Something struck her -- and stuck. She took one class, and then another. Her trainers told her she had talent, and that she should take the combat sport more seriously. "So I did," she says. "I started training twice a day, and then I really got obsessed with the technique."
A 10-day vacation turned into nine months in Thailand, during which Kang trained alongside seasoned fighters, lived in the gym and learned how to treat her body with respect for the first time. Nervous about the number of calories she had to consume to fuel her workouts, Kang stuck to salads at first. But her trainers soon convinced her that lettuce does not a warrior make; without properly feeding herself, she'd never make progress in the punishing sport.
Taking a cue from her coaches and fellow combatants, she slowly began increasing her intake and watched her workouts yield results. The swimsuit model packed 20 to 25 pounds onto her once-slight frame, climbed from size 2 or 4 to a size 6 -- and celebrated her newfound strength.
"In training, you get thrown around, and you get beaten up and thrown on your ass," she says. "And you have to stand back up and dust yourself off and shake [your opponent's] hand. You learn to check your ego at the door." In that way, it's the exact opposite of the modeling world, but Kang prefers to see the two going hand in hand -- ego and humility, physical beauty and technical prowess.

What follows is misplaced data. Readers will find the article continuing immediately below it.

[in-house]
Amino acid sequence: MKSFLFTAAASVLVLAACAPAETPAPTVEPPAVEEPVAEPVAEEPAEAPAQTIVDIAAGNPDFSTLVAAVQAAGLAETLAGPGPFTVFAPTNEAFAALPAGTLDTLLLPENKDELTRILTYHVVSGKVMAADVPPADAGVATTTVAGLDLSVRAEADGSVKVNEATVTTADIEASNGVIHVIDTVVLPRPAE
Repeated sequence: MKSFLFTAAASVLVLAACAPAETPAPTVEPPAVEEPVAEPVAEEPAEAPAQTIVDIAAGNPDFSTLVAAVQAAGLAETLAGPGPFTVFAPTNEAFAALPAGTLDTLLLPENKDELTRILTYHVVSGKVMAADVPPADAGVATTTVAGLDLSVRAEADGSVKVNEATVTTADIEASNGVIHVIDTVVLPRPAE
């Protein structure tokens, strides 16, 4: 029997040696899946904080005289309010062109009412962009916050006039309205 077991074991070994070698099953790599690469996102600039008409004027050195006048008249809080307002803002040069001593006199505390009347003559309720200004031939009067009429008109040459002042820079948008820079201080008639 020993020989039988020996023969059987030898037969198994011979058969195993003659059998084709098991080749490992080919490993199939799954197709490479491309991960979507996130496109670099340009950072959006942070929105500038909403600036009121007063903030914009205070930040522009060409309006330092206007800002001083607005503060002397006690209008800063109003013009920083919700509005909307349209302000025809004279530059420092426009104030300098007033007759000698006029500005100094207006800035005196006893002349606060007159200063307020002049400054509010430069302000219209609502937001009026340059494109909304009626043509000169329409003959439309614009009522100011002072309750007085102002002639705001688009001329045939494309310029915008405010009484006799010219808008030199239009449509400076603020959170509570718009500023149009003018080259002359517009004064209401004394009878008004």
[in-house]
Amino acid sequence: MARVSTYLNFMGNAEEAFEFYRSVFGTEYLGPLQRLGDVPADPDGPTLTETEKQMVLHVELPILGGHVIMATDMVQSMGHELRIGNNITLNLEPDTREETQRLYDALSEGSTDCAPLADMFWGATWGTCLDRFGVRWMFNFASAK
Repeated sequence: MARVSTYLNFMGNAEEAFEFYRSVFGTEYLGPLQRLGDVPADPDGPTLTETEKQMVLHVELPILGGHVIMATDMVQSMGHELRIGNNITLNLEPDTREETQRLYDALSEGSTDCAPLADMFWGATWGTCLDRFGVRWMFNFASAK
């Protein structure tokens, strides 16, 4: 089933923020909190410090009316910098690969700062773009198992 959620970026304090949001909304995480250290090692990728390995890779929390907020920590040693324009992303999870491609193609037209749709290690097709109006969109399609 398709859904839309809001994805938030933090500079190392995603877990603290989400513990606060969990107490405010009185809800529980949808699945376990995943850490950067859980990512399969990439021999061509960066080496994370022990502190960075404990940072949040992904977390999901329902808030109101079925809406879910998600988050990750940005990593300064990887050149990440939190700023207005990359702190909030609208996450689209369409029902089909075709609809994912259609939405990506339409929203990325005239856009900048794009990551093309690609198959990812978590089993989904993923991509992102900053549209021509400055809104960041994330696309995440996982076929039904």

Six months into her training, Kang took inspiration from a local fight and decided she wanted to actually compete. "I was watching a match between two girls, and something inside me, I'm not sure what, made me turn to my trainers and say, 'I can do that. I can do that, and I want to do that,'" she says. Soon, she'd attracted the notice of a local promoter and called her agent to deliver the exciting news: She was going to fight.
"She said, 'You have the Sports Illustrated red carpet in two weeks. You're absolutely not going to have a fight.'"
Kang would dutifully defer to her agent on that one, but she soon shuffled her schedule around to accommodate her first pro bout in Thailand last month. It's been like that ever since -- a push and pull between modeling and the bruising, decidedly non-runway world of fight training. There are those on either side who'd like to see her commit fully to one. For now, modeling wins, as she still considers it her full-time career. So when she can't afford a black eye, she takes a break from the ring.
But with new fights on the horizon in Thailand and the U.S., she's increasingly willing to pay the aesthetic price for a chance at another knockout.
Kang, or rather "Killa," who hit the SI red carpet and would subsequently model bikinis for Sports Illustrated, was changed both mentally and physically. Those closest to her, including her incredulous-at-first agent, were happy to have her back and healthy, regardless of the weight.
"I think everybody around me knew what kind of a bad state I was in before I left for Thailand, and knew how unhappy and honestly how sick I was," she said.
For those who don't get it, well, Kang has learned to tune them out and listen to her instincts. "I fully understand that I look different from every other model, and people in the fashion and entertainment industries aren't used to that," she says. "But I stand firm in what I believe in, and I try to keep it authentic. I don't want to spend any more of my life trying to conform the industry's standard of beauty."